Body washed up on Scillies beach may have been on doomed ship 40 years ago

The body was found washed up on a beach in St Mary's on 21 February 1979.

Cold case investigators believe they may have identified and found the resting place of a man whose body was found washed up on a beach in the Isles of Scilly 40 years ago.

The team at Locate International believe the man could have been a Greek crewman on board one of two ships involved in shipping disasters in the Seventies.

Following an original appeal, which thousands of people from all over the world responded to, investigators think they may now be on track to finally solving the 'ring of mystery' case.

The man's identity has been a mystery since his body was discovered on Porth Minick beach on St Mary's in February 1979.

He is known as 'Georgio' because of the gold wedding band he was wearing, inscribed with the words 'Georgio and Katrina 1956'.

Investigators understand he was born between the two world wars and was between 40 and 60 years old.

A spokesperson for Locate International said: “In our last appeal, we asked members of the public for their help in solving the ‘Ring of Mystery’. The response was fantastic and we are incredibly grateful.

“We received information that the clothes worn by ‘Georgio’ when he was found may suggest he worked on a ship.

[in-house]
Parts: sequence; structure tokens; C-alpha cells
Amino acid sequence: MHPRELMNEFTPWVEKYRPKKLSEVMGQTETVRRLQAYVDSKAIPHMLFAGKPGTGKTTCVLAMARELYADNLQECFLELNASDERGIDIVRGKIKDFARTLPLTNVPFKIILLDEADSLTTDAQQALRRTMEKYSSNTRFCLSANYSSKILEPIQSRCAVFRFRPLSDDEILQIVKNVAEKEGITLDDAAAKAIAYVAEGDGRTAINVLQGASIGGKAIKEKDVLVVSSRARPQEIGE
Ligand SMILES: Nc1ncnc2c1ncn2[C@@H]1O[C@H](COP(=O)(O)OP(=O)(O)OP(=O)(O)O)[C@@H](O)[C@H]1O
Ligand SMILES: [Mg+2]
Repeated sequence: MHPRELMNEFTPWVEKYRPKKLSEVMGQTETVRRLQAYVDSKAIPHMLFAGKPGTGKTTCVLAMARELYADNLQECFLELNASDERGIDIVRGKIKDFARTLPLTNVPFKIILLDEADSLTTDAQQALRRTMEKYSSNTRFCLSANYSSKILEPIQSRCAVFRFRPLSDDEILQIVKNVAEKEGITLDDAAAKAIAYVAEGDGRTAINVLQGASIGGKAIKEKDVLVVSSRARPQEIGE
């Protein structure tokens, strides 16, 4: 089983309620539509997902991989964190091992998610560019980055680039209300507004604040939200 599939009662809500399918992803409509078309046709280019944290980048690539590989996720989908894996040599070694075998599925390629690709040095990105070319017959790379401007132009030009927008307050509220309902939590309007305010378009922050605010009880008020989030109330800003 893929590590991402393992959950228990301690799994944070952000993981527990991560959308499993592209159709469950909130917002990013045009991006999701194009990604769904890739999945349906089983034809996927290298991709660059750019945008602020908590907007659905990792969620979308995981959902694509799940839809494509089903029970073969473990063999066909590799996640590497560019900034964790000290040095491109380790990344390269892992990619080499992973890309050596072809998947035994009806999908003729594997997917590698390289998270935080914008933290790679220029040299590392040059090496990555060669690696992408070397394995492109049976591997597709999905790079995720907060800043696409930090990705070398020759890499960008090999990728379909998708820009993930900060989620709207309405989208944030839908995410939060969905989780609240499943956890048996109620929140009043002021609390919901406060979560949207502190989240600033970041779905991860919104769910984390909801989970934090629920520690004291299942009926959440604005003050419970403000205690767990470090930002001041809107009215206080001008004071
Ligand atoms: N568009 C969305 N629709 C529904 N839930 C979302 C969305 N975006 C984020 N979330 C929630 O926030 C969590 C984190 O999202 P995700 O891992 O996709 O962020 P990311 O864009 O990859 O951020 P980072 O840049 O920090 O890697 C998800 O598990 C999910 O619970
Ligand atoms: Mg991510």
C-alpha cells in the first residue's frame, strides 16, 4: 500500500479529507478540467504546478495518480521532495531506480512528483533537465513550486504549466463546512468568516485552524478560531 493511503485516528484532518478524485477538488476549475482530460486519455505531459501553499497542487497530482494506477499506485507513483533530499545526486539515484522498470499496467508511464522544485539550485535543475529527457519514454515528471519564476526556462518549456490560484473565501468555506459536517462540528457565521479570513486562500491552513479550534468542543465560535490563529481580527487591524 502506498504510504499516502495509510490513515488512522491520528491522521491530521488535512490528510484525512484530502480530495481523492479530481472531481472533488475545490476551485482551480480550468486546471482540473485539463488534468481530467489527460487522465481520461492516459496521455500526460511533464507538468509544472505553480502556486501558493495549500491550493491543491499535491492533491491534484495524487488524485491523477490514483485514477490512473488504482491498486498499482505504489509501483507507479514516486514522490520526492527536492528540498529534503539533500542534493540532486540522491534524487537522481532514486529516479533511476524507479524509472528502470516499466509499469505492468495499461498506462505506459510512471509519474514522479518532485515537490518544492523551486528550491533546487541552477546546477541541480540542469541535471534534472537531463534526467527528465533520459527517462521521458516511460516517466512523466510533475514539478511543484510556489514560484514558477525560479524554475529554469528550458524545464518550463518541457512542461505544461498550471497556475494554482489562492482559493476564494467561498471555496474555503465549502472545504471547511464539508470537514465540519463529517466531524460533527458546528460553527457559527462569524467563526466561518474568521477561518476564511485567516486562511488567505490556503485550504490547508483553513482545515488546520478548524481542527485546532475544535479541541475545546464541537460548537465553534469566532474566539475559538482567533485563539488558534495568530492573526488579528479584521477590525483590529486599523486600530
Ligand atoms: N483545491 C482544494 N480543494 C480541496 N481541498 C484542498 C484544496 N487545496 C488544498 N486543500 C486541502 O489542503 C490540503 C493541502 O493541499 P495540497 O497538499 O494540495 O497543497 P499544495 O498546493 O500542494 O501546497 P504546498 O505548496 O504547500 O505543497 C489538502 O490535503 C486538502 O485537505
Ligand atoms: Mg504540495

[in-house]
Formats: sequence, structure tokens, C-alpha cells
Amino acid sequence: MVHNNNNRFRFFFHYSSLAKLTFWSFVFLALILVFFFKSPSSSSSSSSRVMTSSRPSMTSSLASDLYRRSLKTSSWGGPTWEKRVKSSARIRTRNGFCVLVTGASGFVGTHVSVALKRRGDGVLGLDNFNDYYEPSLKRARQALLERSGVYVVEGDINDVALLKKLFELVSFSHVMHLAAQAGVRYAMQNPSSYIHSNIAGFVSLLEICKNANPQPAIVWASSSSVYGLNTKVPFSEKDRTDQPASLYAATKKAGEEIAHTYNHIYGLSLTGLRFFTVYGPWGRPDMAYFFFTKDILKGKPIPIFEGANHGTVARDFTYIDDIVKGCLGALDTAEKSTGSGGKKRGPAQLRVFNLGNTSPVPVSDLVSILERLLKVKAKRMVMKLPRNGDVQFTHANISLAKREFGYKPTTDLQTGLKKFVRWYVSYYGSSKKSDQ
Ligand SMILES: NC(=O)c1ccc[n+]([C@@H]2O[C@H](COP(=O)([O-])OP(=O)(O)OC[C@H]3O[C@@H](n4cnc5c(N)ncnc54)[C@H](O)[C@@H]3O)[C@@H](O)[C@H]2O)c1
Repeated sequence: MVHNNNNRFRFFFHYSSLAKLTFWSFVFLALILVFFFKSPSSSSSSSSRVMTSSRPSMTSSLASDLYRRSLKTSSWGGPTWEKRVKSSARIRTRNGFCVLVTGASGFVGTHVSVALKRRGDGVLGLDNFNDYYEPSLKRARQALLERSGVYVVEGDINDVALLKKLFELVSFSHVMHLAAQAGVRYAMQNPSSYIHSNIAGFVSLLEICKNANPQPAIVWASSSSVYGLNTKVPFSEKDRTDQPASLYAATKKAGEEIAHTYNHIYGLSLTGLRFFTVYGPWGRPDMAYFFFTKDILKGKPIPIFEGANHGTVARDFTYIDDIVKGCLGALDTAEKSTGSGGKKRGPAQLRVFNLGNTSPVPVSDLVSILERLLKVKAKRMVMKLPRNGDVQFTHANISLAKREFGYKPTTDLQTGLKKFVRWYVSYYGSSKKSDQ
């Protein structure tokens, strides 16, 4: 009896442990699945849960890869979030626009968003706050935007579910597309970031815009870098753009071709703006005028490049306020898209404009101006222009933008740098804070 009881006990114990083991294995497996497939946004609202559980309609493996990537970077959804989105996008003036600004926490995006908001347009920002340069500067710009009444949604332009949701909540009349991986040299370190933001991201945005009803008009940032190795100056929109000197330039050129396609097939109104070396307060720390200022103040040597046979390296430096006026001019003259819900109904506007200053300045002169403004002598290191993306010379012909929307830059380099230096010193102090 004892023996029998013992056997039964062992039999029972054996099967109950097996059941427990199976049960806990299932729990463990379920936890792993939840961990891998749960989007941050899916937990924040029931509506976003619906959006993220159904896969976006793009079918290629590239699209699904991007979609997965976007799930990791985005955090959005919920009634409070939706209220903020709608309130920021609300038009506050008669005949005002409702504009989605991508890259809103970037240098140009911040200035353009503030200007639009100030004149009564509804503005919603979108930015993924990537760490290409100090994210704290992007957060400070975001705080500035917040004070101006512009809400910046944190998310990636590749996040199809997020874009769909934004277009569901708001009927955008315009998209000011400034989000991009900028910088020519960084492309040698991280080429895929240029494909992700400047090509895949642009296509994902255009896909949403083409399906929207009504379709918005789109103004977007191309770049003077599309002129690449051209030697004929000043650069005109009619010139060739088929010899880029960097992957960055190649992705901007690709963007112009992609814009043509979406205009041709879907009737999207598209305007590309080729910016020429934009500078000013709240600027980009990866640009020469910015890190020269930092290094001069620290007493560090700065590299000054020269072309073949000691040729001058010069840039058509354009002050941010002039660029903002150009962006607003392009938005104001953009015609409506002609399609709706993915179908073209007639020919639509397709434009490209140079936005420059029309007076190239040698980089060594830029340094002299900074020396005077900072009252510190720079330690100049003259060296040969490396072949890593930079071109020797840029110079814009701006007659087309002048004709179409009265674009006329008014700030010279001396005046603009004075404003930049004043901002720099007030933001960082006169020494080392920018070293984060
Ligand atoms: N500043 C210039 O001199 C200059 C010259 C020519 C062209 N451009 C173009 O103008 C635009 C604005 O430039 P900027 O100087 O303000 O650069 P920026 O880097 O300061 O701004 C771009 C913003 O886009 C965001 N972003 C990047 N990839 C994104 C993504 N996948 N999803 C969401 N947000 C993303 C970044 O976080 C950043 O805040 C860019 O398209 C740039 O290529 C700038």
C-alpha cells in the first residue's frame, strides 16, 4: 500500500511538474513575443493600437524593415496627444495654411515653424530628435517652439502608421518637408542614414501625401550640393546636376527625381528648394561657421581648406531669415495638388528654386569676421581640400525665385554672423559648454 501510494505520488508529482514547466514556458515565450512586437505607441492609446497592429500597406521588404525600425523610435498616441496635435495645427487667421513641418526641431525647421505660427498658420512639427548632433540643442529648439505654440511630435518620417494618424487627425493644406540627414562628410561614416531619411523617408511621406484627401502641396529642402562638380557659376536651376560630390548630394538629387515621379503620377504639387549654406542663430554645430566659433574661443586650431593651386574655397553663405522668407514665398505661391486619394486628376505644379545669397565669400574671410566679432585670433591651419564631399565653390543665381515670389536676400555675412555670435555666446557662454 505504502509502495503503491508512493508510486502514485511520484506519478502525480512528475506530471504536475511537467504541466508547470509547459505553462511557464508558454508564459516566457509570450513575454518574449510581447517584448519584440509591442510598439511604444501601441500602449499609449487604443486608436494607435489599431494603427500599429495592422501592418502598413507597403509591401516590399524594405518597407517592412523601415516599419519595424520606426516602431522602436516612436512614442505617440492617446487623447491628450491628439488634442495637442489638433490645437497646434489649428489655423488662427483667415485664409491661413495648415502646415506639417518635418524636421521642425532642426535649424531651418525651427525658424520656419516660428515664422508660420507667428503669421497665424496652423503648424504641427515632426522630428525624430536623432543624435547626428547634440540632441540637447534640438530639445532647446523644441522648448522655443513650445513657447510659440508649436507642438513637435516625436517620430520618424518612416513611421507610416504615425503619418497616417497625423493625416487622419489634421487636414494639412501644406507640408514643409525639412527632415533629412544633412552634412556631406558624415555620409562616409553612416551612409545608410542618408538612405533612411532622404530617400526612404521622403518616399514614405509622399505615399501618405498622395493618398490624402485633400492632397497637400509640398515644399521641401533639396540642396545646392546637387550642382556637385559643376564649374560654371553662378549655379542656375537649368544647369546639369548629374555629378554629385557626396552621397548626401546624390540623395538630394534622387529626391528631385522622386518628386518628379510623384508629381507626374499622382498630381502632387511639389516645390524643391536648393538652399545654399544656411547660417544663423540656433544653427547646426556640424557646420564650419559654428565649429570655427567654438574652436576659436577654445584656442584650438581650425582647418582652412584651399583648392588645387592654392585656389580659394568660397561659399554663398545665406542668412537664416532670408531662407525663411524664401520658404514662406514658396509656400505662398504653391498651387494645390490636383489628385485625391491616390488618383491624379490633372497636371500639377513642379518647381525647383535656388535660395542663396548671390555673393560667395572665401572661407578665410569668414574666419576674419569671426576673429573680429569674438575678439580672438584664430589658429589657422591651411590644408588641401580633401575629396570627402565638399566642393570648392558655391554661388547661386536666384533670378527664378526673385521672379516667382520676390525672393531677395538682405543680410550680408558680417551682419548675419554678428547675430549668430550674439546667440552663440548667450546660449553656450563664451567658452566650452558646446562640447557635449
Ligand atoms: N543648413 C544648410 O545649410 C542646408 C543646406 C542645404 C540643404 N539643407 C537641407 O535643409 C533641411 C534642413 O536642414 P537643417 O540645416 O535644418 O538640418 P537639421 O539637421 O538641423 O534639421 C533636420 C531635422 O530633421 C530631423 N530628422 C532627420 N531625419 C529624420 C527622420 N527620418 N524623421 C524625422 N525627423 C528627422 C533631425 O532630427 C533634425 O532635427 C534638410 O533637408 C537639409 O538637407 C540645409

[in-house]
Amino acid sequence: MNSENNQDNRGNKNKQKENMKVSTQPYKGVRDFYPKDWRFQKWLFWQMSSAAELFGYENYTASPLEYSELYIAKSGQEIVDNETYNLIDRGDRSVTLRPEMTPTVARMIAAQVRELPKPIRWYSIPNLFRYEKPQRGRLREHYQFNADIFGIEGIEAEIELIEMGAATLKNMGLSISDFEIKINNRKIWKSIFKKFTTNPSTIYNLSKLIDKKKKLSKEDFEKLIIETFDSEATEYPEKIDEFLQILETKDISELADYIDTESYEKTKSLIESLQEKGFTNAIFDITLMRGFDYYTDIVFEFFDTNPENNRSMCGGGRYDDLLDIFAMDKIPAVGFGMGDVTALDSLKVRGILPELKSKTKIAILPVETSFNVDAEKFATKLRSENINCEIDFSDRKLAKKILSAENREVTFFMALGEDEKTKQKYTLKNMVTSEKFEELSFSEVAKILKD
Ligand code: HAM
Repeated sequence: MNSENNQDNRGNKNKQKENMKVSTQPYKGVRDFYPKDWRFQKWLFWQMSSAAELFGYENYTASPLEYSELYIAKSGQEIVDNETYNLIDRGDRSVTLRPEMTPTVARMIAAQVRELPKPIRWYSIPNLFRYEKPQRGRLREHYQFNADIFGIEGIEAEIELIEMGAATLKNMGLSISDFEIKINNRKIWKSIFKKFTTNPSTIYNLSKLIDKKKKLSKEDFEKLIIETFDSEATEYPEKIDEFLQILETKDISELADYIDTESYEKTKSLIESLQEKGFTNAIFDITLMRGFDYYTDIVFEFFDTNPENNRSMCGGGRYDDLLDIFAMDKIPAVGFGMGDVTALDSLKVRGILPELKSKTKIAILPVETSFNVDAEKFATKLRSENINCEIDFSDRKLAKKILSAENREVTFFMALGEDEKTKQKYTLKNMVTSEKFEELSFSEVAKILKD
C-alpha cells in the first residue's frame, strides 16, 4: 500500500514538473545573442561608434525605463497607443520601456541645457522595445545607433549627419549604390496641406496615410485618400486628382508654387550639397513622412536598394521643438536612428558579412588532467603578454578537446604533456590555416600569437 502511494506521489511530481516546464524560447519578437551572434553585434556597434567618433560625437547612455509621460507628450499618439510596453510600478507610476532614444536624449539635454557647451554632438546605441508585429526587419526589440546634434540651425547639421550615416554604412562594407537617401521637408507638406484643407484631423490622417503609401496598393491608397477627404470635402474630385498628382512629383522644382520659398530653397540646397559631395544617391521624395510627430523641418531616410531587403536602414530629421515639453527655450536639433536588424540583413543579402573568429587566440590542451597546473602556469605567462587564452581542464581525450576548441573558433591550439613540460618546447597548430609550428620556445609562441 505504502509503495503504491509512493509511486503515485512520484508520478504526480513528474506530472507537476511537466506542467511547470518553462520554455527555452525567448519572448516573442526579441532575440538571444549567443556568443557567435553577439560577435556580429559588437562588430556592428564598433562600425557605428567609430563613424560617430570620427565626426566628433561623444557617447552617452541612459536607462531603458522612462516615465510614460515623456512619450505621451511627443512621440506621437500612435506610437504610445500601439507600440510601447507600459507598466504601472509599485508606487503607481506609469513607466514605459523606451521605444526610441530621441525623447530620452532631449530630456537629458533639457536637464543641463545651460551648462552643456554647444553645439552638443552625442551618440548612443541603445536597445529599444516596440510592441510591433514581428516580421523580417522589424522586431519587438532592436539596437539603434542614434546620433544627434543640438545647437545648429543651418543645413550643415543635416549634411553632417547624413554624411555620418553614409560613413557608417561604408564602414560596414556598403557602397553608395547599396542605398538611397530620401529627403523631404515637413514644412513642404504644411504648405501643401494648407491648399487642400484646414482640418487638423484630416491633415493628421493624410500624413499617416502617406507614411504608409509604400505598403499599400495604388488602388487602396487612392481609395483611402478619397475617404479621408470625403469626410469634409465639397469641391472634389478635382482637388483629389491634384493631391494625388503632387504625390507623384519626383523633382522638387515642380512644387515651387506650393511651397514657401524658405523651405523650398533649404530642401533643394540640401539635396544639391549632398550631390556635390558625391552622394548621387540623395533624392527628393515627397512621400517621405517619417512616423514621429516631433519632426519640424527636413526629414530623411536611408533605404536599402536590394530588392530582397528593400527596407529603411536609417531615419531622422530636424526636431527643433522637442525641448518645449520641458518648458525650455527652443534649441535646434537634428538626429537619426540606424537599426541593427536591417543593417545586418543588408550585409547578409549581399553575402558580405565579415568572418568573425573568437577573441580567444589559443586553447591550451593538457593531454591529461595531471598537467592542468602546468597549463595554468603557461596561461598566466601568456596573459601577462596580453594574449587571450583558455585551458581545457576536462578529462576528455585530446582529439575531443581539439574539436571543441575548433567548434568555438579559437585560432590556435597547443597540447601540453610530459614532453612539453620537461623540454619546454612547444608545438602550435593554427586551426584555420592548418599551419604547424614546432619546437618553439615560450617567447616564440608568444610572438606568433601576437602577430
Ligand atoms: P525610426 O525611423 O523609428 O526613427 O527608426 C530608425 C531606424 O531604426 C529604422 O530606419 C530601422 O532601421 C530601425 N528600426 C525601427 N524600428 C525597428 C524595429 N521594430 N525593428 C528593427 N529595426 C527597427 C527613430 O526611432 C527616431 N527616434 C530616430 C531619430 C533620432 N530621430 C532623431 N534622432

“Through undertaking further research into this line of enquiry, we have since become aware of a number of shipping disasters that occurred in the North Atlantic Ocean in the months leading up to ‘Georgio’ being found on Porth Minick beach on 21 Feb 1979.”

Researchers in Germany studied records of shipping disasters in the Atlantic Ocean and understood 'Georgio' could have been onboard MS München at the time of his death.

Since then investigators from Locate International have concluded the German vessel in question has been removed from their line of inquiry.

A spokesperson said: “We are now focused on the oil tanker Andros Patria (December31, 1978) and MV Tenorga (December 28, 1978) disasters as we believe both of these ships had Greek crews, some of whom were tragically lost at sea.

“By obtaining the names of those lost at sea, we hope to find someone called ‘Georgio’. We will then conduct further enquiries with the aim of solving the ‘Ring of Mystery’.”

He said through painstaking research, the site where 'Georgio's' body was laid to rest has also been identified.

He added: “We have been making extensive enquiries as to where ‘Georgio’ was buried. 40 years is a long time and way before computers were used to keep accurate details. After many hours of painstaking work, we were able to identify a plot in a graveyard in Penzance.

“This means that when the ‘Ring of Mystery’ is solved, family members will have somewhere to visit which was one of our priorities.”

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